Local wines aren't necessarily good, but it's a mistake to ignore them
Tuesday, November 2, 2010; 3:47 PM
My series of columns in October on local wines met with some positive reaction, but it also upset some readers. One e-mailer plaintively asked:
"Why should I buy an inferior wine at a higher price because it is made in Maryland or Virginia? Of course I should not, and I don't. Please stop pandering to wine growers, and tell them to make better wine or people will continue to buy French wines that are of higher quality and 30 percent lower in price."
Nowhere did I suggest anyone should buy an inferior wine simply because it is local. Rather, I suggested simply because a wine is local we should no longer assume it is inferior.
I hear lots of excuses for ignoring local wines: The vines were planted on lousy soil. (Vintners realized that long ago and are planting in better sites.) The climate is too poor to ripen grapes consistently. (Growers are figuring out how to do it, through canopy management, dense planting and lower yields.) France has centuries of winemaking tradition, so there is no way local wines can compare. (Those same naysayers will swoon over a cult Napa Valley cabernet, even though California's modern wine renaissance is only about five decades old.)
My sharp-tongued correspondent touched on another common complaint about local wines: their price. That issue was raised more calmly in a question submitted to the Food section's Free Range live online chat.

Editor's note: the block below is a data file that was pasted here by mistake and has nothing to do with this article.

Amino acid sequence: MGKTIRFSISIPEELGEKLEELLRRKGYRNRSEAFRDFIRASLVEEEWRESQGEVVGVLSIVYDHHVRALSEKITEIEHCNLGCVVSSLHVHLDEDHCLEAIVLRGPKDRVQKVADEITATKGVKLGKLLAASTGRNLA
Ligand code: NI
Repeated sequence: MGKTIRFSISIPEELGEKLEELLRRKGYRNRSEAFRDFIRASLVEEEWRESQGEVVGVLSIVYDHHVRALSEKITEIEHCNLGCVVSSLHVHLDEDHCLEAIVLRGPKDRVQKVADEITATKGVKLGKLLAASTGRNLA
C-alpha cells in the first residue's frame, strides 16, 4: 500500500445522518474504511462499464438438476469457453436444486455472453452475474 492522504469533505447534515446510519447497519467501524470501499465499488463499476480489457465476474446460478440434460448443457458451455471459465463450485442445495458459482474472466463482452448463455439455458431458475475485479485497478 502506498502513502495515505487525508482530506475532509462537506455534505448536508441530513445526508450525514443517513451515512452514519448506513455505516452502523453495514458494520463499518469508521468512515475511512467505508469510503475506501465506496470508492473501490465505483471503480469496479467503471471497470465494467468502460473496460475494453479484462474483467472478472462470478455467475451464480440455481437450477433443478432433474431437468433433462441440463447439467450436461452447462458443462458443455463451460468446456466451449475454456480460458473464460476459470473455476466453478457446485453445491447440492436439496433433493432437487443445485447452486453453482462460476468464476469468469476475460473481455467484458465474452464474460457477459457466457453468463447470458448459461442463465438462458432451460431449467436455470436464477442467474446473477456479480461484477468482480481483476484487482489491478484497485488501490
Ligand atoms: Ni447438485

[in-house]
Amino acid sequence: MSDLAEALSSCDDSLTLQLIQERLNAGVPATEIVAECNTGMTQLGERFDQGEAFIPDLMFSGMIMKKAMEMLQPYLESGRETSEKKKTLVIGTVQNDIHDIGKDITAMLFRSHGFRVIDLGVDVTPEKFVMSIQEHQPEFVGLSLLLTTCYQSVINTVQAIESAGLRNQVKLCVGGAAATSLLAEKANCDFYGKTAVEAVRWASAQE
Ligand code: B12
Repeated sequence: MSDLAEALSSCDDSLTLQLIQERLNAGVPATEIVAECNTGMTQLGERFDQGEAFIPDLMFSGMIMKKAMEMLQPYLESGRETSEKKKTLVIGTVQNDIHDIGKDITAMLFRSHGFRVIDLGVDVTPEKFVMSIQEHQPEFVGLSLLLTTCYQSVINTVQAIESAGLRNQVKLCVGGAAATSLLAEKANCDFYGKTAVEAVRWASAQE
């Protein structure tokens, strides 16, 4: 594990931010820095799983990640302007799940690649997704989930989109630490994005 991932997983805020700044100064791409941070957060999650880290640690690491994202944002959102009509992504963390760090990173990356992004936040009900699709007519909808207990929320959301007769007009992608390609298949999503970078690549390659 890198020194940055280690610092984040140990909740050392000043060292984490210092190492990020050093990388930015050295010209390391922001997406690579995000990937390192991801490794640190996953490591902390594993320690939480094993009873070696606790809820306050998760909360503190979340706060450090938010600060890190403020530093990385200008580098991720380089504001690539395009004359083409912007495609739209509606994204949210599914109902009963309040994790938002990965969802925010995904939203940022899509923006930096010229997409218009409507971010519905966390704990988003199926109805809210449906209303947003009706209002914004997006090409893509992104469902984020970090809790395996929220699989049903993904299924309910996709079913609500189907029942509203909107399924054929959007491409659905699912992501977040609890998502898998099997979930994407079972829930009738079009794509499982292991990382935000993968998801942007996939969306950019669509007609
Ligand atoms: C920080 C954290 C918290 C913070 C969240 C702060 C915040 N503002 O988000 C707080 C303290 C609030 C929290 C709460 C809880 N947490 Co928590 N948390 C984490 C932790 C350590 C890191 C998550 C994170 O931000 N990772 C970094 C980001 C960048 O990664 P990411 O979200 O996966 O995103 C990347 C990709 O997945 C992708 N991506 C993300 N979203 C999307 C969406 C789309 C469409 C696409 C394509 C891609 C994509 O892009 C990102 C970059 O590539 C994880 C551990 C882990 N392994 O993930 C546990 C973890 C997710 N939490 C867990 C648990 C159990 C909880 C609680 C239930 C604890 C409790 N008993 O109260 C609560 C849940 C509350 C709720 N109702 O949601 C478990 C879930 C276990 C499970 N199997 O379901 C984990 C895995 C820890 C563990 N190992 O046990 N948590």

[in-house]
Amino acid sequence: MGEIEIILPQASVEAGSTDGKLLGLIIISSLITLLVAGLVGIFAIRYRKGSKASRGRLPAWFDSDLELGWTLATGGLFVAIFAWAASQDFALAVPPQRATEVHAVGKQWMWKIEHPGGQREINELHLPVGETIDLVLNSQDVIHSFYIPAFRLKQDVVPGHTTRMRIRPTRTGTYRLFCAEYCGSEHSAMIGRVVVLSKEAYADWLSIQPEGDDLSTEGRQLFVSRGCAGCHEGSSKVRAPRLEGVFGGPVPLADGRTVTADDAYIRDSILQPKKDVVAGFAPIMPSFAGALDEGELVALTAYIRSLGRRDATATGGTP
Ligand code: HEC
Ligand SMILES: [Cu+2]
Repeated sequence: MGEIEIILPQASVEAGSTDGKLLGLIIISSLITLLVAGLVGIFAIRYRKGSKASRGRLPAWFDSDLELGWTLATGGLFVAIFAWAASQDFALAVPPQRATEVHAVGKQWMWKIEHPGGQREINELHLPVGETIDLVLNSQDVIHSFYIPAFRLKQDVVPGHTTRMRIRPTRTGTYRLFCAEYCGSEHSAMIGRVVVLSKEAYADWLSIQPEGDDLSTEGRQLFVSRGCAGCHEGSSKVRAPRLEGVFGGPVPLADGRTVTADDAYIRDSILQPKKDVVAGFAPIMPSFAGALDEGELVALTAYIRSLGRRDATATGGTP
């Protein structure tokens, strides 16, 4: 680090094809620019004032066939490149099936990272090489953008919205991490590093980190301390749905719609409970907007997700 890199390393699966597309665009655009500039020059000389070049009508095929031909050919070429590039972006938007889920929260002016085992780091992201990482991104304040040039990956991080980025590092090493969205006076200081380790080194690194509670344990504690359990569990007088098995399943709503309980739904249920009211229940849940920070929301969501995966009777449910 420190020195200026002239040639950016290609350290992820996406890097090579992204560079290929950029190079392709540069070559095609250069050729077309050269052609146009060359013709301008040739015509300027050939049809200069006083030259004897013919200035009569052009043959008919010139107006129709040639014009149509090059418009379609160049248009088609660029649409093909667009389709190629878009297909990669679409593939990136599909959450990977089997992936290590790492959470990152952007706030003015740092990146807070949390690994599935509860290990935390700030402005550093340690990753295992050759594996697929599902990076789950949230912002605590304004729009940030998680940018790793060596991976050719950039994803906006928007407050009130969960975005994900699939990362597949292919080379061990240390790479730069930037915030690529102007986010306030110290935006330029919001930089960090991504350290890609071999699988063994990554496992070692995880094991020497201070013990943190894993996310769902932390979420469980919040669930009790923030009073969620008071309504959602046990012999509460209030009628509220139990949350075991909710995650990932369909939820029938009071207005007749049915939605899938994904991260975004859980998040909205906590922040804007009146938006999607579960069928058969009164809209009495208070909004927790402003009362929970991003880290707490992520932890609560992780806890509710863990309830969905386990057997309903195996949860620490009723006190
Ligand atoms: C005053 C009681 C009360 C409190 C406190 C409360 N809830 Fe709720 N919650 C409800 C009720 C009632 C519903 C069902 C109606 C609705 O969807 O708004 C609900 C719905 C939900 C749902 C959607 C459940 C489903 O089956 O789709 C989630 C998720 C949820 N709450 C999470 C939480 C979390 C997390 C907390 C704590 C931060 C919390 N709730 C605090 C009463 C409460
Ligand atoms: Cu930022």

"Virginia wines, while oftentimes quite good, don't compare well to California, French or Italian wines at the same price point," the chatter wrote. "I think Barboursville makes tasty wine. But their . . . flagship Octagon is $39.99. Would you recommend [it] to a friend who asked, 'I want to spend $40 for a bottle of wine; what is a good value?' I wouldn't."
Well, yes, I would, because I think Octagon shows very well against French and California wines in its price range, as do several other top wines from Virginia and Maryland. I would also point my friend to the Boxwood Topiary, a tremendous value at $25, or Glen Manor's elegant Hodder Hill red blend, which retails for about $30.
Local wines are not as expensive as you might think. Horton's cabernet franc 2007, a consistent value wine from a terrific vintage, is on sale for $9 at Calvert Woodley. Virginia Wineworks will soon market its Wineworks White and Wineworks Red wines in three-liter boxes for $40. That's the equivalent of $10 a bottle for a wine that usually sells for $14. Look for them soon in restaurant by-the-glass programs. And if price is your main criterion, those wines give you a local option.
That said, many wineries are pushing $40 or more for their top wines. That's because vineyard land and labor are expensive, and production is small. Virginia and Maryland can't compete against the economies of scale that California, France, Italy, Australia and South America enjoy. The size of the average Virginia vineyard is 25 acres; in contrast, California's exclusive Bien Nacido Vineyards clocks in at 600 acres.
And, quite frankly, egos are involved. For each of those wines I recommended above, I've tasted several at the same price level that are obviously flawed and shouldn't even be sold, much less sold for $30 or $40. But if you taste a bad one and rule out the rest, you're cheating yourself.
Why am I jazzed about local wines? Because the best of them are thrilling. Be it a petit verdot from Virginia, a blanc de bois from Texas, a Colorado Gewurztraminer, a Missouri Norton or a pinot blanc from Michigan's Old Mission Peninsula, the best wine is expressive of the place and year it is grown and the ever-improving craft of the winemaker. That's true of no other beverage.
If you're not willing to splurge - and miss - once in a while, you can sit out this revolution. You'll do just fine drinking French wine, and I will be right there with you most of the time. But I will still be trying to persuade you to try something new.